Sri Lanka’s All Ceylon Bakery Owner Association said price of a loaf of bread will be increased by 20 rupees while other bakery products will also see a 10-rupee price hike from midnight July 12.
Bakery Owners Association President, N. K. Jayawardena said the increase is due to the price of wheat flour increasing by 34 rupees.
“This is the victorious fourth time these prices are being increased in the last six months,” Jayawardena said.
“It has increased by around 400 percent now. Bread will now cost between 180-230 rupees approximately,” he also said.
Jayawardena said due to the political instability in the country, large scale firms in the market are trying to eradicate small and medium business owners, creating a monopoly for bakery raw materials and products.
On July 09, with protesters invading the president’s house, prime minister’s residence Temple Trees and the presidential secretariat complex demanding the president’s resignation, President Gotabaya Rajapaksa has announced that he will resign from the position on July 13.
Prime Minster Ranil Wickremesinghe however said, until an all-party government is in place to take over the responsibilities, he will remain in office.
With the Central Bank of Sri Lanka letting the rupee float in mid March 2022, prices of all goods and services are seeing a continuous increase.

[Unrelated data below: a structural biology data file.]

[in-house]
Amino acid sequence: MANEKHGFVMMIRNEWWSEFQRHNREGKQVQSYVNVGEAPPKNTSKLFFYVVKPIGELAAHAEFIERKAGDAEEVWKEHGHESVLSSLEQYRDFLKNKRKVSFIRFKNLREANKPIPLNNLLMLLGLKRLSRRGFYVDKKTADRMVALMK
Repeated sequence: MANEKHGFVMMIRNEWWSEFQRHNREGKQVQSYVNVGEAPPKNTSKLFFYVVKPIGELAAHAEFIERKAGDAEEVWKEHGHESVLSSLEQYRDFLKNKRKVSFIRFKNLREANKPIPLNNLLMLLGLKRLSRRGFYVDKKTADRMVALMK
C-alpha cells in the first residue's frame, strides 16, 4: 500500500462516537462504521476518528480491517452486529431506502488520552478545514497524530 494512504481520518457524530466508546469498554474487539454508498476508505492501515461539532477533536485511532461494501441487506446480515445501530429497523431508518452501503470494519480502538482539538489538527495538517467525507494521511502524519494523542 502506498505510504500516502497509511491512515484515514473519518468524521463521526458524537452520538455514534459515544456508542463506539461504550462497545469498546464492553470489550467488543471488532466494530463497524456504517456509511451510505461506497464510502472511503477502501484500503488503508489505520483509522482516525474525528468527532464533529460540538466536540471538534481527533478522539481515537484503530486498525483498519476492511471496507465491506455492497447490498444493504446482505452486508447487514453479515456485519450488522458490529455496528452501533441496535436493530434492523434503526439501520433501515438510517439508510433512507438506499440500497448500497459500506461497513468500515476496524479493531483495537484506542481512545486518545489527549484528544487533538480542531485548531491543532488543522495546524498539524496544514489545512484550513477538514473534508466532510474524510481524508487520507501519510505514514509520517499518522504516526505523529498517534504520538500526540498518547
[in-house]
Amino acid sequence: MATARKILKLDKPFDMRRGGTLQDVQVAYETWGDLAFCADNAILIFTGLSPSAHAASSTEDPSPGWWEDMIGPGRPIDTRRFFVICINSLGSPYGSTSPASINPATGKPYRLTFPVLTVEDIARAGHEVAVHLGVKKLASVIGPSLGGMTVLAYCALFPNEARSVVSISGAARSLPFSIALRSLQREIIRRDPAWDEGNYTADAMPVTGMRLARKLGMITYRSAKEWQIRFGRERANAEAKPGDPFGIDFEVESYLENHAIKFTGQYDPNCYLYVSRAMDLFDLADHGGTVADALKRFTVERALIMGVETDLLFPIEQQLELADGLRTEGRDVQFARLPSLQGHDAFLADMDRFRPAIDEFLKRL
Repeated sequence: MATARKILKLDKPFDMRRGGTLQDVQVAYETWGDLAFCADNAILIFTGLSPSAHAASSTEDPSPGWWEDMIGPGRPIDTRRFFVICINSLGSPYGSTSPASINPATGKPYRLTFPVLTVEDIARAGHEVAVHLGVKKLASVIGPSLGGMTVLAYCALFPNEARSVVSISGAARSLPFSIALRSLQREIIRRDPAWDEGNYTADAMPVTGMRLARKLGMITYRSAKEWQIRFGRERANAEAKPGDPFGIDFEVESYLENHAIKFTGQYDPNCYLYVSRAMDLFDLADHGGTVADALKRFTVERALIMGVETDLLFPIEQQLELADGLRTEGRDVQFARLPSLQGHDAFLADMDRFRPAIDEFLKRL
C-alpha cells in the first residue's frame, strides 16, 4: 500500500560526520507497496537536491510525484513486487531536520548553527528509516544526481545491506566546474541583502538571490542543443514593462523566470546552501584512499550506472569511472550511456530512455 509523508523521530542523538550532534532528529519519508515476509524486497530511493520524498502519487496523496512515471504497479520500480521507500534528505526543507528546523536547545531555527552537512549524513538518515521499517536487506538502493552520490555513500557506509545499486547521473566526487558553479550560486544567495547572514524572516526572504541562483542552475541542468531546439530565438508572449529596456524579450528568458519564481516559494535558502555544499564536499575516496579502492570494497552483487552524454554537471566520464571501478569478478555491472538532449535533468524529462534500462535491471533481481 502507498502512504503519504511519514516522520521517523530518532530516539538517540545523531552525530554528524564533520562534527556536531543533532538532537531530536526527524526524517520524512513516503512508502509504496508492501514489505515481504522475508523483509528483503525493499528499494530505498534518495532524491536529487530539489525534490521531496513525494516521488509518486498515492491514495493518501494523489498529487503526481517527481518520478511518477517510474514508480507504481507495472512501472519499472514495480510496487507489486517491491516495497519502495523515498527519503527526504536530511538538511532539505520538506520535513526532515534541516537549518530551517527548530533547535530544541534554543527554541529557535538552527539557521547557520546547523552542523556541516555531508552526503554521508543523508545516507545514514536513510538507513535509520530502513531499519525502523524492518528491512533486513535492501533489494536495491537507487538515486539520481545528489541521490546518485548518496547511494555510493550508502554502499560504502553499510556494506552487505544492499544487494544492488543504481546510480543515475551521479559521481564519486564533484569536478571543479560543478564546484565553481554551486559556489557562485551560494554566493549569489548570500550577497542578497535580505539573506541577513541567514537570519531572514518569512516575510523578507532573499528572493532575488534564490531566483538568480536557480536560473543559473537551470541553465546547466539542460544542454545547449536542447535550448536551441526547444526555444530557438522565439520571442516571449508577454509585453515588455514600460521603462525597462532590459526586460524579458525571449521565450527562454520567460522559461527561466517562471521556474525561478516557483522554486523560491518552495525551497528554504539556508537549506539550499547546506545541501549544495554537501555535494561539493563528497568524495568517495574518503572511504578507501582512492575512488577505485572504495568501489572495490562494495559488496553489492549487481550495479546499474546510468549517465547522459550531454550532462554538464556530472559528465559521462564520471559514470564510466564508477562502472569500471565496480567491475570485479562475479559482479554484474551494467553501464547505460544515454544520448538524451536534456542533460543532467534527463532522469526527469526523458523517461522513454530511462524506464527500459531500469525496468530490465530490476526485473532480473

A guidance peg announced by Sri Lanka’s central bank for interbank transactions appreciated by 45 cents to 360.90 rupees on July 12.
“This is the result of not having a proper government. Several big companies have taken control over the industry trying to eradicate these SME bakers from the market,” Jayawardena said.
“We had around 7,000 bakeries. Now we have only 3,000. More than 50 percent closed during the last six months, after they ran out of business.
“These people are increasing prices of raw materials thinking the rupee has depreciated to 1,000 against the dollar. Otherwise how did a one kilogramme of flour that was at 84.50 increased till 300 rupees as of today?”, he also said.
Jayawardena said with no secure supply chain to obtain flour for bakery products, the industry will have to pay higher prices for raw materials from the existing suppliers.
“Since we have no other way of getting flour, no matter how much they priced it we have to buy. The weight is being put on the general public,” he said.